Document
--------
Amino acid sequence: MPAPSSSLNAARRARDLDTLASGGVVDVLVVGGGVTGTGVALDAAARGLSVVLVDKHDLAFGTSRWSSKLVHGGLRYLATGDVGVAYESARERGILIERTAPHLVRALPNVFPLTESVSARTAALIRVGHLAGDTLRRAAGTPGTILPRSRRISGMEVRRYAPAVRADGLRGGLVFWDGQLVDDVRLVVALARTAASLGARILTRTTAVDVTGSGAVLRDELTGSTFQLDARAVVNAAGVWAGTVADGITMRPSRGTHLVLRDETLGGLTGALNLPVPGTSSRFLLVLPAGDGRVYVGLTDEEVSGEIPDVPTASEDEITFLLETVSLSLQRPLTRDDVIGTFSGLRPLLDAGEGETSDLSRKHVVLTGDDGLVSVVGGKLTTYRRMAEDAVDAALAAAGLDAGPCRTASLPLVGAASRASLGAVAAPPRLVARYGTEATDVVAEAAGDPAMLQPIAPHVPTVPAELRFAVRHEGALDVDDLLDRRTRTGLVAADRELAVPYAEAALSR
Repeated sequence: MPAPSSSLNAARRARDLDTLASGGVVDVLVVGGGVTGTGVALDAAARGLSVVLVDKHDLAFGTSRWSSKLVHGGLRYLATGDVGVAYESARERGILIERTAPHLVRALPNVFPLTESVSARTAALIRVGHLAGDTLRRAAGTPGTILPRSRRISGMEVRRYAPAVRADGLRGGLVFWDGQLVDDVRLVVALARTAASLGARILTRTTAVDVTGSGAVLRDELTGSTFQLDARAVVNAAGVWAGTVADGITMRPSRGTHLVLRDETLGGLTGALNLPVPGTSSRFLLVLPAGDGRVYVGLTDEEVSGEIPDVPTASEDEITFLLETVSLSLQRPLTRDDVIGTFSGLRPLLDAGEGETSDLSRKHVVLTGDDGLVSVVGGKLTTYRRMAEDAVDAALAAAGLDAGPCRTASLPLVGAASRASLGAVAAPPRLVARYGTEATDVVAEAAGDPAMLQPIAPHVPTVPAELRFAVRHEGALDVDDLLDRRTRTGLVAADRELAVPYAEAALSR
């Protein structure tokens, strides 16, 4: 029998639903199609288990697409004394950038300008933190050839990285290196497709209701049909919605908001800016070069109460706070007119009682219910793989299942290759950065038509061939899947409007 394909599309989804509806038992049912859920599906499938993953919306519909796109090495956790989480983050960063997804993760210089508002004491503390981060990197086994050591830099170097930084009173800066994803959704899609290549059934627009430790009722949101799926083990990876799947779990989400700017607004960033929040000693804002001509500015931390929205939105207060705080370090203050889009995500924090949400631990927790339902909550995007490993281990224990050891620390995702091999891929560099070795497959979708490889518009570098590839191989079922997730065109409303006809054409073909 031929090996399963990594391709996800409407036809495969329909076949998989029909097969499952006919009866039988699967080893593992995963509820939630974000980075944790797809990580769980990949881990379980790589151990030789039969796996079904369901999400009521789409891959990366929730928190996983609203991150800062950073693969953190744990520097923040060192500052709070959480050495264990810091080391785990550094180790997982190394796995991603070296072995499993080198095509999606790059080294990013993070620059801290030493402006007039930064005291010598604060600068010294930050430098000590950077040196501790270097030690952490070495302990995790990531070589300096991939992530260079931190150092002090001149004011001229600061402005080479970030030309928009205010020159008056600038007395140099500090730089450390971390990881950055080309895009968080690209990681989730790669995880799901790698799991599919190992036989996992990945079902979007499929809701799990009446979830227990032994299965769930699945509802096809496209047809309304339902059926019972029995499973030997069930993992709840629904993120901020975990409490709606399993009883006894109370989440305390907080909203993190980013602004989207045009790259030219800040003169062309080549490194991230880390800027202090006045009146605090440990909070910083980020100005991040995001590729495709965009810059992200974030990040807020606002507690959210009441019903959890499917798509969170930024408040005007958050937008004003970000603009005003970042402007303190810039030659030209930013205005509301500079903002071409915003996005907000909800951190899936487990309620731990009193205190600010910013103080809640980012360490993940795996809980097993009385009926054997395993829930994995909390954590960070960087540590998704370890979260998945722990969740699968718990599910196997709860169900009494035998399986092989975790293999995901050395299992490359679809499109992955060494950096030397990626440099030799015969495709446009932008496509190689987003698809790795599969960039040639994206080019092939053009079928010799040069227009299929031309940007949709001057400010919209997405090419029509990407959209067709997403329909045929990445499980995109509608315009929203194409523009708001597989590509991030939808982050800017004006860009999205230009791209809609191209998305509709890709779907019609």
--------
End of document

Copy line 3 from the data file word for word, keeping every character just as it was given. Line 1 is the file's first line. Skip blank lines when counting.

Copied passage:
């Protein structure tokens, strides 16, 4: 029998639903199609288990697409004394950038300008933190050839990285290196497709209701049909919605908001800016070069109460706070007119009682219910793989299942290759950065038509061939899947409007 394909599309989804509806038992049912859920599906499938993953919306519909796109090495956790989480983050960063997804993760210089508002004491503390981060990197086994050591830099170097930084009173800066994803959704899609290549059934627009430790009722949101799926083990990876799947779990989400700017607004960033929040000693804002001509500015931390929205939105207060705080370090203050889009995500924090949400631990927790339902909550995007490993281990224990050891620390995702091999891929560099070795497959979708490889518009570098590839191989079922997730065109409303006809054409073909 031929090996399963990594391709996800409407036809495969329909076949998989029909097969499952006919009866039988699967080893593992995963509820939630974000980075944790797809990580769980990949881990379980790589151990030789039969796996079904369901999400009521789409891959990366929730928190996983609203991150800062950073693969953190744990520097923040060192500052709070959480050495264990810091080391785990550094180790997982190394796995991603070296072995499993080198095509999606790059080294990013993070620059801290030493402006007039930064005291010598604060600068010294930050430098000590950077040196501790270097030690952490070495302990995790990531070589300096991939992530260079931190150092002090001149004011001229600061402005080479970030030309928009205010020159008056600038007395140099500090730089450390971390990881950055080309895009968080690209990681989730790669995880799901790698799991599919190992036989996992990945079902979007499929809701799990009446979830227990032994299965769930699945509802096809496209047809309304339902059926019972029995499973030997069930993992709840629904993120901020975990409490709606399993009883006894109370989440305390907080909203993190980013602004989207045009790259030219800040003169062309080549490194991230880390800027202090006045009146605090440990909070910083980020100005991040995001590729495709965009810059992200974030990040807020606002507690959210009441019903959890499917798509969170930024408040005007958050937008004003970000603009005003970042402007303190810039030659030209930013205005509301500079903002071409915003996005907000909800951190899936487990309620731990009193205190600010910013103080809640980012360490993940795996809980097993009385009926054997395993829930994995909390954590960070960087540590998704370890979260998945722990969740699968718990599910196997709860169900009494035998399986092989975790293999995901050395299992490359679809499109992955060494950096030397990626440099030799015969495709446009932008496509190689987003698809790795599969960039040639994206080019092939053009079928010799040069227009299929031309940007949709001057400010919209997405090419029509990407959209067709997403329909045929990445499980995109509608315009929203194409523009708001597989590509991030939808982050800017004006860009999205230009791209809609191209998305509709890709779907019609």